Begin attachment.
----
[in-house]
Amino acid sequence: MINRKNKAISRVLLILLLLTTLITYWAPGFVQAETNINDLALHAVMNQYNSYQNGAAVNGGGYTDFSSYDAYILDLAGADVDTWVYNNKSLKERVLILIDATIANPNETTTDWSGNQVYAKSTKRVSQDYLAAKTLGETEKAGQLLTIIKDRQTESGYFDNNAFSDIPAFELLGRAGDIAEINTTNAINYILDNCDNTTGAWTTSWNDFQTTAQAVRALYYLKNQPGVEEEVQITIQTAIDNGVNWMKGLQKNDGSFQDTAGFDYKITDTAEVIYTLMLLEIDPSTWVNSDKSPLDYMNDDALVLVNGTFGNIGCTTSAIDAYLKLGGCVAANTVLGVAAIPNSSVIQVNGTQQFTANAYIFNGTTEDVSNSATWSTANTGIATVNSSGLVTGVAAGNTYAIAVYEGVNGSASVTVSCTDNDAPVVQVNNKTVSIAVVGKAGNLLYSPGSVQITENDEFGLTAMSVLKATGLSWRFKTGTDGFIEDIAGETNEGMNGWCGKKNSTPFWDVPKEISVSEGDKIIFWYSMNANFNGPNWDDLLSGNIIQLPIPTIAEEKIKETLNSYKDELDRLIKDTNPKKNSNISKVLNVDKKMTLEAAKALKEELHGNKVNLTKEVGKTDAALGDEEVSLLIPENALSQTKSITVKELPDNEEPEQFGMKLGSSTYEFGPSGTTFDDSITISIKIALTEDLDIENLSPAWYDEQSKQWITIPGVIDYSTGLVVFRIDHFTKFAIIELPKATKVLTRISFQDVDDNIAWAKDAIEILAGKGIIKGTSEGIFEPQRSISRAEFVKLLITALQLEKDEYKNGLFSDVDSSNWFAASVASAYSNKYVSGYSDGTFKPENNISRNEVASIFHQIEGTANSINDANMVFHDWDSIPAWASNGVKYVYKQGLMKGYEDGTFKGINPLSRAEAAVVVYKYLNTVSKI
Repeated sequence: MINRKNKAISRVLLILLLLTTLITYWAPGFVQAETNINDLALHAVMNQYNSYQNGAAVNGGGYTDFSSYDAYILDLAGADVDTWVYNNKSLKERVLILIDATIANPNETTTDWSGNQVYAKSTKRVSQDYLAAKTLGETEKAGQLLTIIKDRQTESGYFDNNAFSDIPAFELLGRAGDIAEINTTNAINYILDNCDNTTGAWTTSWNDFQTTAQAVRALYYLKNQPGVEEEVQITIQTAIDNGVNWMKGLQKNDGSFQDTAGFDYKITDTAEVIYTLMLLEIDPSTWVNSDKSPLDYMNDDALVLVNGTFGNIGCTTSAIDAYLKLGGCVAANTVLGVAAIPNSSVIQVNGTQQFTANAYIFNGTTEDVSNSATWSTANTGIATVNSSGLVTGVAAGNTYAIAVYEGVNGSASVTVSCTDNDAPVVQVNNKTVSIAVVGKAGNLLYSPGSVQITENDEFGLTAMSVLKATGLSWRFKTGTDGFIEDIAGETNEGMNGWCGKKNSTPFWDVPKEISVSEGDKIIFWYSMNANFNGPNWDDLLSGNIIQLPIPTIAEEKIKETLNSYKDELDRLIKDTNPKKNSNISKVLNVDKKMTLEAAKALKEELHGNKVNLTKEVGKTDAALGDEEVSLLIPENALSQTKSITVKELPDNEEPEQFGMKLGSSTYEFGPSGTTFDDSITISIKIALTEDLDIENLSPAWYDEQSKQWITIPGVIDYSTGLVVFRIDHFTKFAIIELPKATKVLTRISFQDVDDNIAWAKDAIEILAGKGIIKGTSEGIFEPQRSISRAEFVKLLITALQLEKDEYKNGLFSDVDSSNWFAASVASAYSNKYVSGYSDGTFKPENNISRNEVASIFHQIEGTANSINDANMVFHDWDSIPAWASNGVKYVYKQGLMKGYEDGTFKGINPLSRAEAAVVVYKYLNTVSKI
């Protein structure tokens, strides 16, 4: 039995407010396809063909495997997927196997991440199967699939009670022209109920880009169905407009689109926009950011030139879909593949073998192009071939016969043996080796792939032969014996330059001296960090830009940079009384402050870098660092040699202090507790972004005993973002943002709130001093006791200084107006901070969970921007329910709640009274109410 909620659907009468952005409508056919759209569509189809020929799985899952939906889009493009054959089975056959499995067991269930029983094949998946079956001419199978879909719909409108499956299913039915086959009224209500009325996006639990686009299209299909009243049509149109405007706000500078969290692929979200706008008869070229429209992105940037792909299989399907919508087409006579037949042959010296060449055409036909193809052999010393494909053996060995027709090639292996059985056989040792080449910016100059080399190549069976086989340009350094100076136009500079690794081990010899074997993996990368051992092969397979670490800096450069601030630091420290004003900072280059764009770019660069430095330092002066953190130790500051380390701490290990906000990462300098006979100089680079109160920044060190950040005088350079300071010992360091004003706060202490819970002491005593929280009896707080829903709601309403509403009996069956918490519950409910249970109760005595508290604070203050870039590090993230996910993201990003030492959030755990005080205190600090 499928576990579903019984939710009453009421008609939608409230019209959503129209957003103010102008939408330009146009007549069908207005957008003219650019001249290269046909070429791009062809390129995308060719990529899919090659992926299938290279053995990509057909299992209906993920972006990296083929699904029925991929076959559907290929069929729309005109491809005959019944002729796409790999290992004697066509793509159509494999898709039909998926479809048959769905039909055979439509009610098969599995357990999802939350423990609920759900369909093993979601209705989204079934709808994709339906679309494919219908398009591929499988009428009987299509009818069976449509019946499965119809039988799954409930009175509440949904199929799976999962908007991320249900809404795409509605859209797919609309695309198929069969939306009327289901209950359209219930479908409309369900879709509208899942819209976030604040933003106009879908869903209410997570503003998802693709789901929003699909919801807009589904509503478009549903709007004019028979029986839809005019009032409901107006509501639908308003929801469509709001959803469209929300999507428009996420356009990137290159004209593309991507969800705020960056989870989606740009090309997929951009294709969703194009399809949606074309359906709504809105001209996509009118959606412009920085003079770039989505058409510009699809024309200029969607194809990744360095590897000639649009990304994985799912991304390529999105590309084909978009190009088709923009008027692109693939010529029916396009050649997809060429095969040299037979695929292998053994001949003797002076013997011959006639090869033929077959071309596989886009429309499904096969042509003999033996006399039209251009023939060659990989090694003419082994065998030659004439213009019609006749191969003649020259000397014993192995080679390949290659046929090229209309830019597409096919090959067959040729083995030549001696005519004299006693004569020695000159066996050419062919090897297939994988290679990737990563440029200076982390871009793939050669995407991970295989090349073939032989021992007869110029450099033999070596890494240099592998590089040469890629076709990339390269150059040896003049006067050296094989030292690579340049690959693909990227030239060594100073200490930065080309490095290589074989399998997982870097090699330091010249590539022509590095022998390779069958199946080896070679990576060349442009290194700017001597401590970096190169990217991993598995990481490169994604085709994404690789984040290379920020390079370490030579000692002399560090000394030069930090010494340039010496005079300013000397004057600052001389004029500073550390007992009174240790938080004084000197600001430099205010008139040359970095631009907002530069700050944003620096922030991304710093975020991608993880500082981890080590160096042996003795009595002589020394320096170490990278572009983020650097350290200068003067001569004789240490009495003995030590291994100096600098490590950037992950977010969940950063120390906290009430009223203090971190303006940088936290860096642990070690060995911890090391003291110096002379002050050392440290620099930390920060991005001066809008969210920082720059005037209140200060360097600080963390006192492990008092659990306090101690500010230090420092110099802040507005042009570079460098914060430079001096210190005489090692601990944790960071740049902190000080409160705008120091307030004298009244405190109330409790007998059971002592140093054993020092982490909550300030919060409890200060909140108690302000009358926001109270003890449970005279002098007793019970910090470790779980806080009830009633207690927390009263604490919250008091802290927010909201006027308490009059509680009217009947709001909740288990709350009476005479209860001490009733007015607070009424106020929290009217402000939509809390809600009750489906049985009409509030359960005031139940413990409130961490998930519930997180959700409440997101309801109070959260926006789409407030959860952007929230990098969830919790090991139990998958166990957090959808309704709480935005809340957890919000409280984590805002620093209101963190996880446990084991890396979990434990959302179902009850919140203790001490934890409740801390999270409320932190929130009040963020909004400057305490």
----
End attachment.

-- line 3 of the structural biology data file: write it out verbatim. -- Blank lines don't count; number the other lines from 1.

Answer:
Repeated sequence: MINRKNKAISRVLLILLLLTTLITYWAPGFVQAETNINDLALHAVMNQYNSYQNGAAVNGGGYTDFSSYDAYILDLAGADVDTWVYNNKSLKERVLILIDATIANPNETTTDWSGNQVYAKSTKRVSQDYLAAKTLGETEKAGQLLTIIKDRQTESGYFDNNAFSDIPAFELLGRAGDIAEINTTNAINYILDNCDNTTGAWTTSWNDFQTTAQAVRALYYLKNQPGVEEEVQITIQTAIDNGVNWMKGLQKNDGSFQDTAGFDYKITDTAEVIYTLMLLEIDPSTWVNSDKSPLDYMNDDALVLVNGTFGNIGCTTSAIDAYLKLGGCVAANTVLGVAAIPNSSVIQVNGTQQFTANAYIFNGTTEDVSNSATWSTANTGIATVNSSGLVTGVAAGNTYAIAVYEGVNGSASVTVSCTDNDAPVVQVNNKTVSIAVVGKAGNLLYSPGSVQITENDEFGLTAMSVLKATGLSWRFKTGTDGFIEDIAGETNEGMNGWCGKKNSTPFWDVPKEISVSEGDKIIFWYSMNANFNGPNWDDLLSGNIIQLPIPTIAEEKIKETLNSYKDELDRLIKDTNPKKNSNISKVLNVDKKMTLEAAKALKEELHGNKVNLTKEVGKTDAALGDEEVSLLIPENALSQTKSITVKELPDNEEPEQFGMKLGSSTYEFGPSGTTFDDSITISIKIALTEDLDIENLSPAWYDEQSKQWITIPGVIDYSTGLVVFRIDHFTKFAIIELPKATKVLTRISFQDVDDNIAWAKDAIEILAGKGIIKGTSEGIFEPQRSISRAEFVKLLITALQLEKDEYKNGLFSDVDSSNWFAASVASAYSNKYVSGYSDGTFKPENNISRNEVASIFHQIEGTANSINDANMVFHDWDSIPAWASNGVKYVYKQGLMKGYEDGTFKGINPLSRAEAAVVVYKYLNTVSKI